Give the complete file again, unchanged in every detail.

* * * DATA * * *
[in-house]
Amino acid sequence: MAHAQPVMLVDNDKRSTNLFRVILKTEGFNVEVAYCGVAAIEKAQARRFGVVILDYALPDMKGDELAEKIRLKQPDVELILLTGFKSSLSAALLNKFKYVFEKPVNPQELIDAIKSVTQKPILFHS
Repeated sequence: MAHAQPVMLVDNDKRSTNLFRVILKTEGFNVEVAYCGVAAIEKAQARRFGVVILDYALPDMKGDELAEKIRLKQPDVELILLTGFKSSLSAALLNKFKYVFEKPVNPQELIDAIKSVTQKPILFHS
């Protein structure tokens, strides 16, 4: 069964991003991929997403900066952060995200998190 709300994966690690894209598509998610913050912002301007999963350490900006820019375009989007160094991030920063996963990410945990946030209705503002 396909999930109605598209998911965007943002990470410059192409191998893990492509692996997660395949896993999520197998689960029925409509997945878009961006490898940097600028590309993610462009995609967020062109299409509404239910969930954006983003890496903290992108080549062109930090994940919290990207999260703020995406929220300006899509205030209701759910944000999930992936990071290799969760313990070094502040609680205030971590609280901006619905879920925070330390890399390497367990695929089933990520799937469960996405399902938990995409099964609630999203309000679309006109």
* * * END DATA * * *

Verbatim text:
[in-house]
Amino acid sequence: MAHAQPVMLVDNDKRSTNLFRVILKTEGFNVEVAYCGVAAIEKAQARRFGVVILDYALPDMKGDELAEKIRLKQPDVELILLTGFKSSLSAALLNKFKYVFEKPVNPQELIDAIKSVTQKPILFHS
Repeated sequence: MAHAQPVMLVDNDKRSTNLFRVILKTEGFNVEVAYCGVAAIEKAQARRFGVVILDYALPDMKGDELAEKIRLKQPDVELILLTGFKSSLSAALLNKFKYVFEKPVNPQELIDAIKSVTQKPILFHS
């Protein structure tokens, strides 16, 4: 069964991003991929997403900066952060995200998190 709300994966690690894209598509998610913050912002301007999963350490900006820019375009989007160094991030920063996963990410945990946030209705503002 396909999930109605598209998911965007943002990470410059192409191998893990492509692996997660395949896993999520197998689960029925409509997945878009961006490898940097600028590309993610462009995609967020062109299409509404239910969930954006983003890496903290992108080549062109930090994940919290990207999260703020995406929220300006899509205030209701759910944000999930992936990071290799969760313990070094502040609680205030971590609280901006619905879920925070330390890399390497367990695929089933990520799937469960996405399902938990995409099964609630999203309000679309006109």